The World Is Getting More Obese
Since 1975 global obesity has almost tripled. In 2016, the amount of obesity in adults aged 18 and over was 39%. And these numbers are expected to keep growing.
As the World Health Organisation puts it:
“Most of the world's population live in countries where overweight and obesity kills more people than underweight.”
Am I Overweight?
Being overweight is defined as having excessive body fat that can impair health. The general consensus is that being obese is having a BMI over 30. Generally being overweight or obese is due to a combination of lifestyle and diet.
An interesting thing to note is that countries in Africa and South East Asia are among those with the least obese populations. This initially points to western diets and lifestyles as a probable cause for fat gain.
In recent decades obesity has been rising throughout the world. Overweight and obesity can lead to a plethora of health problems which is why it is important to maintain a healthy and active lifestyle.
In the UK obesity is a rising epidemic and shows no signs of slowing down.
The health risks of being overweight or obese are high blood pressure, heart disease and stroke, diabetes, gallbladder disease and gallstones, gout, osteoarthritis and breathing problems such as sleep apnea and asthma.
The UK is the most obese nation in Europe
The UK has become the most obese nation in Western Europe with 63% of adults either overweight or obese. This causes more stress on our health care services such as the NHS, and not to mention long term mental and health issues for those affected.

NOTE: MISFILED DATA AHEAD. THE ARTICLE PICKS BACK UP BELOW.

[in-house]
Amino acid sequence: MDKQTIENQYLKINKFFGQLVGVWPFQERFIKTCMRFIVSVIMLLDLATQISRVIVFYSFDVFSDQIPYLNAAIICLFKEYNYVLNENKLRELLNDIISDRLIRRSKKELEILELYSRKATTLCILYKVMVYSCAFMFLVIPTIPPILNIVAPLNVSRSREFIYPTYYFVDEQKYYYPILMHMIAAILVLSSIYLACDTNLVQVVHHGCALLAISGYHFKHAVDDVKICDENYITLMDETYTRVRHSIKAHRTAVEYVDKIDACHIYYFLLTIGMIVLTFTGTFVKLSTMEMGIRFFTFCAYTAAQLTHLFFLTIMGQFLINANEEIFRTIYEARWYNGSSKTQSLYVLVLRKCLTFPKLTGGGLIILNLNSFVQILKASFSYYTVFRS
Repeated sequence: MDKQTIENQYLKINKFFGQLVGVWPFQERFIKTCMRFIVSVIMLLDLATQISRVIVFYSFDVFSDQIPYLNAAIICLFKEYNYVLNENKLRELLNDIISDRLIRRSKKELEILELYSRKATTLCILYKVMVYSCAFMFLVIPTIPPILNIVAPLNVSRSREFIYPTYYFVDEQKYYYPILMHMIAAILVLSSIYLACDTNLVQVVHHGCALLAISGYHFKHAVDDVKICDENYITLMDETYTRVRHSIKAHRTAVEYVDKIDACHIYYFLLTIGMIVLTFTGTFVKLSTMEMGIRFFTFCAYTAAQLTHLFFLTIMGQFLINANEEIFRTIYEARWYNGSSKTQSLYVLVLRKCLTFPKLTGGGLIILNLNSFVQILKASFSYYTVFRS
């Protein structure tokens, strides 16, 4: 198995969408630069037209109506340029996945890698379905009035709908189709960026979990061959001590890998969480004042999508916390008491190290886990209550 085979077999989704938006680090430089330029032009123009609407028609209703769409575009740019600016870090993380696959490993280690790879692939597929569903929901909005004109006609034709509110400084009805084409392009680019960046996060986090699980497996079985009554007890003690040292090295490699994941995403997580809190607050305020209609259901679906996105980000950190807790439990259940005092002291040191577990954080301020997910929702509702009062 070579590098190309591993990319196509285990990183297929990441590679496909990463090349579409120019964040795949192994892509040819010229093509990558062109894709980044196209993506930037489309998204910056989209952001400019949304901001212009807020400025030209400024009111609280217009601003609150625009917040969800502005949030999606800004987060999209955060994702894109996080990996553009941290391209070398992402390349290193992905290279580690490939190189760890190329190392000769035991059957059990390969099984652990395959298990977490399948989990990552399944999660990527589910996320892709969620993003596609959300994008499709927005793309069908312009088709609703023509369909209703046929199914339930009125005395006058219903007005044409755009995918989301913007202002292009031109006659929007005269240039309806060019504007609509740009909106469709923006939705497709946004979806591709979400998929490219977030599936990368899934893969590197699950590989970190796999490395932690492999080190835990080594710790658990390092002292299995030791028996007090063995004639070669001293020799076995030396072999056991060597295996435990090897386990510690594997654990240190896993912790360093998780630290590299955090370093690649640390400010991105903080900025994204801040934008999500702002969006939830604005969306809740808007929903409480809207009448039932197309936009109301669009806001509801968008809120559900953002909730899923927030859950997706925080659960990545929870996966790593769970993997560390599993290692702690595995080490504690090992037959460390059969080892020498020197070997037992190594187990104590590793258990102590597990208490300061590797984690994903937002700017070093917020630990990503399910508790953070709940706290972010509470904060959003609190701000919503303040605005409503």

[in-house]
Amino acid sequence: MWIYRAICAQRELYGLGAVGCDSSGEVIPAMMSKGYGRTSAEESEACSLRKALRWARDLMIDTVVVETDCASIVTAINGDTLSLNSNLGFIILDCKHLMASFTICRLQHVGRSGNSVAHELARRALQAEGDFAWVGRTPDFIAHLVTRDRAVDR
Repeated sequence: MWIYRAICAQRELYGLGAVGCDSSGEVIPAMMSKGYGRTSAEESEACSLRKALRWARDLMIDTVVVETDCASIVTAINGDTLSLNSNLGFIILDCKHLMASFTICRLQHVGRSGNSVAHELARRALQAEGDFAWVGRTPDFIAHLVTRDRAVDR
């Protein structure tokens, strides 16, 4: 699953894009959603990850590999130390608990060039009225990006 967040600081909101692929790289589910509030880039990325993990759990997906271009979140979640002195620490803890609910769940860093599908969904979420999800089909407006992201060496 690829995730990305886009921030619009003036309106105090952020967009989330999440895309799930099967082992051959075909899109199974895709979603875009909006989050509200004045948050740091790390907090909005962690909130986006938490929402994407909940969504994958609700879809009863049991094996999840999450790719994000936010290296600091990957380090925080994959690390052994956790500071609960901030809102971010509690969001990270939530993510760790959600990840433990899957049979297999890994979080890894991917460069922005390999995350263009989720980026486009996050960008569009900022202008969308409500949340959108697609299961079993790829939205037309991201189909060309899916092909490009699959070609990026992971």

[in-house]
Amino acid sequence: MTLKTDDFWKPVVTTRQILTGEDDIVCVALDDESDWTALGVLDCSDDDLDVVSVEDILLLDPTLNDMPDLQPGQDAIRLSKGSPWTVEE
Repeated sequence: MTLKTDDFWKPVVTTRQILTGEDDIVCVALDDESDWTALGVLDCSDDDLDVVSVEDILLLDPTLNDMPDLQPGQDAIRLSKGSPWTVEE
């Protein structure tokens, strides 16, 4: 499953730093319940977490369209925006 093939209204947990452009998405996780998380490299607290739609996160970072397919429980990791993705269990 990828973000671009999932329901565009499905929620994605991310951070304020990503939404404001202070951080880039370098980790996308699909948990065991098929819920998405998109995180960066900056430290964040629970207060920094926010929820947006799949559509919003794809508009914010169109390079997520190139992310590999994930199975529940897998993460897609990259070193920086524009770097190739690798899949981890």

Unfortunately governments are not taking enough initiatives to help tackle this issue. As there are no restrictions in place for the marketing and advertising of junk foods, it is up to us to control our cravings and resist those foods that have no nutritional benefit.
We are going to get more obese:
What's more is the UK’s obesity is growing faster than that of the US. A report from the National Obesity Forum warns that over half the UK population could be obese by 2050, and that if current trends continue we will be lucky if the figure is only this amount:
“The total cost of this problem could reach £50 billion a year.”
It is estimated that the NHS spent £6.1 billion on overweight and obesity related illnesses from 2014-2015. With the UK population estimated to be over 70 million by 2030 and populations growing at an exponential rate, it is easy to see how a more obese population would put more stress on our healthcare systems.
Obesity in Asia
Asian countries have some of the lowest rates of obesity. The highest rate of obesity is in Malaysia with a 14% prevalence, whereas the country with the lowest rate is Vietnam with 1.7%. Now compare that to the UK where 25% of adults are obese.
The percentage of people living in rural areas in South Asia is 66.97%. In contrast, the population of the UK living in rural areas in 2016 was 17.16%. This implies that people lead healthier and more active lifestyles away from cities, which in Western countries is where the majority of people live.
Obesity in Asia is rising, and a major reason behind this could be the growth of urban areas. They promote less healthy lifestyles, and lifestyles dictate our health.
Clearly we need to take issues into our own hands to control our health. There are a number of reasons why obesity is growing, and understanding these will help you to manage your own weight or even lose weight and that annoying belly fat.